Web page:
Last week I attended a political dinner which concluded a conference Mike helped to organize. Mike serves as treasurer for the Evergreen Leadership Conference and works all year for this one-day event.
That he participates shouldn’t really be surprising. That I looked forward to attending may be.
You probably wouldn’t know it if you met me now, but I used to have my heart set on being a senator. I’ve been involved in political activities since high school, and always assumed that I would go to law school, serve privately, and establish a public presence before finally running for senator — and then I’d get married.
Well, that didn’t work out, did it?
It’s nobody’s fault but my own. I chose other pursuits, realized I had no interest in law school, and that was that.
Still, this dinner last week was a bit of an out of body experience. As I watched him interact with people and run the event, I couldn’t believe it wasn’t me. I, too, have lived and worked in Washington, D.C. I have hob-knobbed with politicians and attended political events. I have walked the halls of the House of Representatives and the Capitol building as an intern. How did I end up as the arm piece? (Not that I am, though I do try to dress to impress.)
Most people expect the uninvolved ladies to be somewhat mindless. I choose not to be insulted by this. It’s an opportunity; when a group is discussing health care and I make a thoughtful comment, I can see the tiny eyebrow raises and metaphorical jaws on the floor as if they’re exclaiming, “She reads the paper! You don’t say!”
Meeting people in this atmosphere is the place where I feel most acutely the “extension” part of marriage — the surreal feeling that people are looking and talking with me not as who I am, but as an extension of my husband.
As much as I love talking politics with the general public, I do have my limits. For instance, a gentleman seated next to me at dinner the other night was going on and on about how homosexuals shouldn’t be allowed in church until they’re no longer practicing their lifestyle. I replied that if all people weren’t allowed in church until after they stopped sinning, the place would be empty, but he refused to see my point. Soon, I was boiling below the surface.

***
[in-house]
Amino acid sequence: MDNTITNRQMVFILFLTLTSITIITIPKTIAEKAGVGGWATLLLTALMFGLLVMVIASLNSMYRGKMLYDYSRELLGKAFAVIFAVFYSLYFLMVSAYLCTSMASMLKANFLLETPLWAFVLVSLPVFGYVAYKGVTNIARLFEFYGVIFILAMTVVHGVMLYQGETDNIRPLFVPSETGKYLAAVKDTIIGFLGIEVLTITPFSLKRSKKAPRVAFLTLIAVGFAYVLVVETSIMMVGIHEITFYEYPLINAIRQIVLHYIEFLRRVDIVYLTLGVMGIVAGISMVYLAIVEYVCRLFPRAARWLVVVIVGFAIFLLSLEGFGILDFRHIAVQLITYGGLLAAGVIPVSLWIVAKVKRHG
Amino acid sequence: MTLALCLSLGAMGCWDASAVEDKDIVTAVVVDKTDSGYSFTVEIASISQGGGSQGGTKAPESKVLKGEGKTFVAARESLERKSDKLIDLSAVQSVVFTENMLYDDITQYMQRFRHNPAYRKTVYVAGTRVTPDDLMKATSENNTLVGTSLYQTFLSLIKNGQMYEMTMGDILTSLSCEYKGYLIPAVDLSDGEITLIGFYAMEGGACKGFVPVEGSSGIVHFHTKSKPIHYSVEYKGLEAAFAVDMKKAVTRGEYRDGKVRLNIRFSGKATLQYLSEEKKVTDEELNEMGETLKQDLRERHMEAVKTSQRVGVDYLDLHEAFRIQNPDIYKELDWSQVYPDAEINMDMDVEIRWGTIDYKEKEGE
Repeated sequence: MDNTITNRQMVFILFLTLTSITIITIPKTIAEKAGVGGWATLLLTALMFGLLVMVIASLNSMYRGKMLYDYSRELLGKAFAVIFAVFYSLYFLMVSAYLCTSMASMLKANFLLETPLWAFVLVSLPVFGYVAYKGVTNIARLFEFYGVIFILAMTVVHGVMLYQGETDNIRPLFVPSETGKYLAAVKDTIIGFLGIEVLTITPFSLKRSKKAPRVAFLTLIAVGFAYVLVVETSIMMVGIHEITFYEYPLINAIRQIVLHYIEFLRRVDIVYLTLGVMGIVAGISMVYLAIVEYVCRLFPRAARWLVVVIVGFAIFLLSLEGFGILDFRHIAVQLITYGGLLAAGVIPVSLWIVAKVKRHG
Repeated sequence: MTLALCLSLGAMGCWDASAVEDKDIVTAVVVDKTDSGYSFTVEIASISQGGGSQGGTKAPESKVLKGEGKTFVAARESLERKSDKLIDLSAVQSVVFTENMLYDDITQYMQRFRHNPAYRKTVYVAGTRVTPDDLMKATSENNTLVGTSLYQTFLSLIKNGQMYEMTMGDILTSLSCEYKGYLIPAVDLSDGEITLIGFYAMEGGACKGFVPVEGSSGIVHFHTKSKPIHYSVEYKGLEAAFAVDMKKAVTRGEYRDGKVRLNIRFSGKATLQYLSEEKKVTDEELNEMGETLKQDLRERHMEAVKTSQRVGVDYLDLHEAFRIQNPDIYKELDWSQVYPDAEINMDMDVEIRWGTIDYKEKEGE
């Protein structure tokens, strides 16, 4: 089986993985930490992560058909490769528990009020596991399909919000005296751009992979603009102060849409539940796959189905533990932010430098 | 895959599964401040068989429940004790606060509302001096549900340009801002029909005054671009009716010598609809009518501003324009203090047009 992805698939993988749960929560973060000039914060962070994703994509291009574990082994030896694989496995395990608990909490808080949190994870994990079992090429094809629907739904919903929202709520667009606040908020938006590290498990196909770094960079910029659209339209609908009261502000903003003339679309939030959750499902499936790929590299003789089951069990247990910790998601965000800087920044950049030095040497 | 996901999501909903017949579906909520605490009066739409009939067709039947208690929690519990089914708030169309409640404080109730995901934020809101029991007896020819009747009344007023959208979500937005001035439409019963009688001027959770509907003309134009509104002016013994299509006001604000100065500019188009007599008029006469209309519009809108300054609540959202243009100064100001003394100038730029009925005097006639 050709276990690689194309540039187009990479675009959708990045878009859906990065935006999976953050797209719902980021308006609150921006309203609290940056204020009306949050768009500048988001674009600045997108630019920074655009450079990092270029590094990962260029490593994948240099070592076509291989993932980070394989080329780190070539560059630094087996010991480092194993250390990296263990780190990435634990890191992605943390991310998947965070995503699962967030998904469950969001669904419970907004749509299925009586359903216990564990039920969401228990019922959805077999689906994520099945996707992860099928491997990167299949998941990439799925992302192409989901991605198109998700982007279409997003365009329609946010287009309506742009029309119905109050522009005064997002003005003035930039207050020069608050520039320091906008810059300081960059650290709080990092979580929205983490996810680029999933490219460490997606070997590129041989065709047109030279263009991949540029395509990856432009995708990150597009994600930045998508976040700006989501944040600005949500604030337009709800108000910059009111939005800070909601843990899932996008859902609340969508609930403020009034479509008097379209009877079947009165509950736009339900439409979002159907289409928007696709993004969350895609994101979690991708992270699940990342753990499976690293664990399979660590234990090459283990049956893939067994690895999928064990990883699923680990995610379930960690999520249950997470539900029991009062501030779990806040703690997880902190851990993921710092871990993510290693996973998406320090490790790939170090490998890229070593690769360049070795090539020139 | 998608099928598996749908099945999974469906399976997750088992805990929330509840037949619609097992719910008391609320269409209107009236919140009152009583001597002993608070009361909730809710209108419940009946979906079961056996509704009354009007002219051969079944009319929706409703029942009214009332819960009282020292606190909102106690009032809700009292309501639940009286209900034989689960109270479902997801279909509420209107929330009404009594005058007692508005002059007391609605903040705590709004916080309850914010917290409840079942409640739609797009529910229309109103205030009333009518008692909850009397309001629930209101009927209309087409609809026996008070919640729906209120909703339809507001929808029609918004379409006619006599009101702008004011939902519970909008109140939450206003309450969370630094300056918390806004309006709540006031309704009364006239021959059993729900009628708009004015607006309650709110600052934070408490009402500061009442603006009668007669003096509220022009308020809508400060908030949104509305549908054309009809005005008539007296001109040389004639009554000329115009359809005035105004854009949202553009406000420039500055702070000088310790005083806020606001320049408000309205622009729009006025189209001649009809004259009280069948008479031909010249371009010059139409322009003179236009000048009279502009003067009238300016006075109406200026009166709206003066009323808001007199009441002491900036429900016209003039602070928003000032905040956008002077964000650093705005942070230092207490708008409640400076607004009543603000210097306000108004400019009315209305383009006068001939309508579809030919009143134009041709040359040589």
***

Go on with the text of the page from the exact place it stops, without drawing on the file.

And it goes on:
These are the moments when Mike lightly taps my arm in the “it’s not worth it,” gesture, and I simply let the man finish his thought. I nod politely, and transition by commenting on the approaching dessert.
I think this is where I lose my footing in the political sphere. You see, I am much more pro-Jesus than I am pro-Republican. I am loyal to my faith, not my political party. Jesus is not part of a political group, so I do not want to align myself too strictly with something outside of Him. However, I can see that this line of thinking can quickly lead to being utterly passive, and that is what keeps me engaged in moral/economical/social issues of the day.
For now formal involvement isn’t my pursuit. However, it will be a long transition to let go of that part of myself, and realize that this other role, this seeming second-place as wife, is just as valid. Perhaps more so.
The unexpected blessing is that political events aren’t as hard as when I did them alone. It’s almost like Mike whacks away at the underbrush and then I just have to walk through. Since people already know him, by the time I meet them it’s like they already accept me; all I have to do is not ruin that impression. Previous to marriage, I did all my own bushwhacking.
When Mike and I got together, we both loved that the other was as into politics as we were. It was such a bonus, because so many people we’d each dated completely didn’t get it. But we didn’t really dive deep enough to see the obvious: there may be two senators for each state, but there probably shouldn’t be two senators for each marriage.
Two of the people I respect most in this world, Skip and Cyd Li, assured me that marriage does not mean I fade away, only to be glanced at as an accessory to my mate.
“You are NOT wallpaper,” they said emphatically one night while having dinner at our place. “We want to see you get your law degree and run for city council and move your way up. If you don’t want that, fine. But don’t dismiss it just because Mike has those same interests.”
This advice is only believable because Cyd lives it every day. Her marriage to Skip, who is partner in a major Seattle law firm, doesn’t stop her from buzzing all over town with her own projects and passions. She gives to people as much as he does, but uses her own gifts.
I suppose that’s why I’m fine with redefining success for myself. Mike may decide never to pursue a seat, or he may become even more involved tomorrow. I have to be at peace with where I am apart from that.
Besides, it’s no secret that I handle criticism about as well as I handle getting lemon juice in my eye. Mike has thicker skin. He’ll handle the lemons.